Tightening Belts at GM
General Motors announced it would reduce capacity and shed 25,000 more jobs over the next three years -- an acknowledgment that it may lose its spot as the world's top automaker. Chairman G. Richard "Rick" Wagoner pressed unions to provide relief on soaring health care costs, but union leaders said lousy product design, not labor costs, have caused GM's problems. Rival Toyota, meanwhile, announced it would raise U.S. prices to avoid precipitous declines at Ford and GM that might inflame trade friction.
The Apple of Intel's Eye
Apple Computer announced that it would switch to Intel chips to power its next generation of products. The move ends one of the oldest commercial rivalries in the tech sector, and it means Apple will use the same semiconductors to power its computers that are used to power Windows-driven PCs. Analysts said the transition would give Apple the faster processing speed it needs to launch a wider range of new consumer products as growth slows on its hot-selling iPods and cool-looking Macs and PowerBooks.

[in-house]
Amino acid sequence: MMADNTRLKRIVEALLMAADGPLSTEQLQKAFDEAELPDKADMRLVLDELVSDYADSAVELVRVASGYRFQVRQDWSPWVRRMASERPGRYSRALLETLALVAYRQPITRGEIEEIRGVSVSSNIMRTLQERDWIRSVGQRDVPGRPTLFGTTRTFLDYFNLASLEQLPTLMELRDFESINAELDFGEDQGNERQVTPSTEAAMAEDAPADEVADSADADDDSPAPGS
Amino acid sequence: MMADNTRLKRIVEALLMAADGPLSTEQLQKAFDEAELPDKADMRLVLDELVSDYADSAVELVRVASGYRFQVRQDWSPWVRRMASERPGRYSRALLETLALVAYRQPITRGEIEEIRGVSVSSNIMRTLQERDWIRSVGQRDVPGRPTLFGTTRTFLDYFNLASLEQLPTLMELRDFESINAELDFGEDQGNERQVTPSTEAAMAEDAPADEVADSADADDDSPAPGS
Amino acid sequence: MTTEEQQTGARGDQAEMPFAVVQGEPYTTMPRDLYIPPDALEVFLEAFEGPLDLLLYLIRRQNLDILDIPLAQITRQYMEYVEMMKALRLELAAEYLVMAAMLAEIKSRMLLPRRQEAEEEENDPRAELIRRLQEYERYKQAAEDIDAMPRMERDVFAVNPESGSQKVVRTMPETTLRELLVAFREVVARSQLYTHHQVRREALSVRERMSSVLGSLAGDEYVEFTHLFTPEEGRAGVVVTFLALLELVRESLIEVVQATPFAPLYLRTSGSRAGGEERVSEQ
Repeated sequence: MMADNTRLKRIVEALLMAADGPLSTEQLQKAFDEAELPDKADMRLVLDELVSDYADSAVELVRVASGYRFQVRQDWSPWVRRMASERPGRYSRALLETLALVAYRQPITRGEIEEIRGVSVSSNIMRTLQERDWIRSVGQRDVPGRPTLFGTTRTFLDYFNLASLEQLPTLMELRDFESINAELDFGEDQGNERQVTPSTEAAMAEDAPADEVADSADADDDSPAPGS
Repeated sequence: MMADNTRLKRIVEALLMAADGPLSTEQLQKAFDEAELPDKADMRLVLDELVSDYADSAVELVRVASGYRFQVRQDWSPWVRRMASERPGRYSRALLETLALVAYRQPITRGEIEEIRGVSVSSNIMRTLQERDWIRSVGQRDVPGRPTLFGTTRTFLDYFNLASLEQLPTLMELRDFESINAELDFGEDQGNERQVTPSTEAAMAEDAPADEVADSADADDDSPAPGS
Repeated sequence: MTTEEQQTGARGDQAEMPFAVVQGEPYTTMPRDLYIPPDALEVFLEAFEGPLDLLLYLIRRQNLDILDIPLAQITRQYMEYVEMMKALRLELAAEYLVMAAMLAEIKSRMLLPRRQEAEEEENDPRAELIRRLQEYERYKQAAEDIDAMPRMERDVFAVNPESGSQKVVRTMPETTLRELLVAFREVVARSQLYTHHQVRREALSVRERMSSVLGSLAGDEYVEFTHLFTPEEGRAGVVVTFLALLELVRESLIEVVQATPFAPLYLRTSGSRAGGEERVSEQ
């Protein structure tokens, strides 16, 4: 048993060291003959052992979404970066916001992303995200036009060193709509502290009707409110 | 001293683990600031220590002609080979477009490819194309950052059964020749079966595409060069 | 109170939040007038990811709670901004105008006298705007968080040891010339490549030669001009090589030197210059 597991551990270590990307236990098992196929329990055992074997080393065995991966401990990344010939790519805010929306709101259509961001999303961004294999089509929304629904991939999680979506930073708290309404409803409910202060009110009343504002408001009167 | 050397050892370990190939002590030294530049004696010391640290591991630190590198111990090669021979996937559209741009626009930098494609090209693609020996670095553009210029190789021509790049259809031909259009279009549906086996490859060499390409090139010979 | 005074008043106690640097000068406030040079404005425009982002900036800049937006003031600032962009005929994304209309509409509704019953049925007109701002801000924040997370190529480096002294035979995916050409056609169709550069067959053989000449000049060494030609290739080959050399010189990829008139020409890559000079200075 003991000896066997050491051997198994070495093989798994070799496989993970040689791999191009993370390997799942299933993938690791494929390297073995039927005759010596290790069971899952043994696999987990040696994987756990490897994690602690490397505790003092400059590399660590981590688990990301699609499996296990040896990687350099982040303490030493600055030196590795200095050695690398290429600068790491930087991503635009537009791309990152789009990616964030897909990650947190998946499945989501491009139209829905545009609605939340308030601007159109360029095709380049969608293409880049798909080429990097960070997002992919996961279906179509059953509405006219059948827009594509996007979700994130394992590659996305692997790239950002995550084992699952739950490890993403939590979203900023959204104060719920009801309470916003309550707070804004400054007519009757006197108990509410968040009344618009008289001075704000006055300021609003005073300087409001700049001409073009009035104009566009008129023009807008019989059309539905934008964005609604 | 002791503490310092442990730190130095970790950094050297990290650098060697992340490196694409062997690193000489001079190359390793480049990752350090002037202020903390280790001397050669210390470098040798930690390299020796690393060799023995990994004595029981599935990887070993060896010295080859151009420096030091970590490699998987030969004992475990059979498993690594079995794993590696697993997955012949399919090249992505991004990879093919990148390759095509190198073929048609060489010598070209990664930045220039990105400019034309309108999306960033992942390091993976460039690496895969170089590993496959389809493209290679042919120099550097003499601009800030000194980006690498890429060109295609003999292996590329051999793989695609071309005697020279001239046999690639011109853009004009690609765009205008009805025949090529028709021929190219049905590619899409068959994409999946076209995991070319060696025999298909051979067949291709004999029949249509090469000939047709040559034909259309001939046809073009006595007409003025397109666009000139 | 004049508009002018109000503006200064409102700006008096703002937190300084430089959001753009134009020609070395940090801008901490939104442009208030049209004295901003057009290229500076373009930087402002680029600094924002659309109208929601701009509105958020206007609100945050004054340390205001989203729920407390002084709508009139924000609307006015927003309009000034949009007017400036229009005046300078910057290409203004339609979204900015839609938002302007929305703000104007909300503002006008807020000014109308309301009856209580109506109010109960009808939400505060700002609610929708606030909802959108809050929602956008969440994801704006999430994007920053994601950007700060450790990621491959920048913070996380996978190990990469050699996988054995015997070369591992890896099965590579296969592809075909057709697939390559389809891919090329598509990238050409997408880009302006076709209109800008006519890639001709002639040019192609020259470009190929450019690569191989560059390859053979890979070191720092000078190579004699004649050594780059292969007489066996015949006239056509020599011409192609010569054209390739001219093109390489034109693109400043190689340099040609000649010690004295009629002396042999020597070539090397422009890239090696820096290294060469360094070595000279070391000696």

A report by the Pentagon's inspector general blames the White House, Defense Secretary Donald H. Rumsfeld and other top civilian officials for trying to push through an Air Force tanker deal to help Boeing retain jobs and boost sales during a difficult period. The report charged the tankers weren't urgently needed, procurement rules were broken and the proposed lease arrangement was overpriced. Northrop Grumman announced it would team with the parent of Boeing's European rival, Airbus, when and if the contract is reopened for competition.
Warnings on Pensions
Delta and Northwest airlines warned they would be forced to follow their competitors into bankruptcy protection unless they are given more time to bring employee pension plans up to full funding. And they aren't alone: The government reported that corporate plans nationwide are underfunded by $353.7 billion, thanks in part to loose funding rules. House leaders introduced legislation to raise premiums on government pension insurance and to bar companies from sweetening pension plans unless they were fully funded.
Fed Chairman Alan Greenspan acknowledged heightened concern about regional housing markets where prices have reached "unsustainable levels." He cited increased reliance on "exotic" new types of loans that allow homeowners to put less money down and pay less in monthly fees, but leave them (and their lenders) more vulnerable to a spike in interest rates or a decline in housing values. Meanwhile, Merrill Lynch reported that rich Americans, no doubt sensing a market top, have reduced their real estate investments.